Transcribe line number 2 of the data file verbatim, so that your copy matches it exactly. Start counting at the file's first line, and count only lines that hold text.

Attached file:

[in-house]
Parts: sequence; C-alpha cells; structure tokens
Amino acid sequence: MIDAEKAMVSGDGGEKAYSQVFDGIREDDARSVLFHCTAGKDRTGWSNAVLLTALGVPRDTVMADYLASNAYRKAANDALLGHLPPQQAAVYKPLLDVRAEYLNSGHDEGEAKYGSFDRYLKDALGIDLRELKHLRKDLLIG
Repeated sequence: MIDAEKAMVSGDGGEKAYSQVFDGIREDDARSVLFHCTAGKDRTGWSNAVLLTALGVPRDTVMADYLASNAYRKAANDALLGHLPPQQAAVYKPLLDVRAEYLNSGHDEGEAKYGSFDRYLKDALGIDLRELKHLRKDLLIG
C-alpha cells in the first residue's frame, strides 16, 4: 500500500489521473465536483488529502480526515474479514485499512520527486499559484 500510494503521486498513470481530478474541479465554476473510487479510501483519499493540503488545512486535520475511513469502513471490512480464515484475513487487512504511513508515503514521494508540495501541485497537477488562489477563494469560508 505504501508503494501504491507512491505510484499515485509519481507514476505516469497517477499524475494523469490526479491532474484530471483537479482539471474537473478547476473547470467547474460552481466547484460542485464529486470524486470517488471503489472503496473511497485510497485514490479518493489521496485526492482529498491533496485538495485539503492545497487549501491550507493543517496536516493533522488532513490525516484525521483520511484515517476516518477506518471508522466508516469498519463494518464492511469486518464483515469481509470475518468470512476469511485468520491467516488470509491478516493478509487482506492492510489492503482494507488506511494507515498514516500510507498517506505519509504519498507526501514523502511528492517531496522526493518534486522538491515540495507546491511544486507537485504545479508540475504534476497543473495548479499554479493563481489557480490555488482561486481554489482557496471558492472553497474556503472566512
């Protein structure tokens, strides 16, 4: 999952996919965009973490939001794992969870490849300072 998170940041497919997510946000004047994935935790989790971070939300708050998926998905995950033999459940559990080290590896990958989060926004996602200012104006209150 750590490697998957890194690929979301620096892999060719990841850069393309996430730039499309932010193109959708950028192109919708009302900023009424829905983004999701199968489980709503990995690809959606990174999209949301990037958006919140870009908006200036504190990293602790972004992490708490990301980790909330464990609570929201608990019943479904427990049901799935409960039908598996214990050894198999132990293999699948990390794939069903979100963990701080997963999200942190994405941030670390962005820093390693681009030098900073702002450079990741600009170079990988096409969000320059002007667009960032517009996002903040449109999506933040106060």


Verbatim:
Parts: sequence; C-alpha cells; structure tokens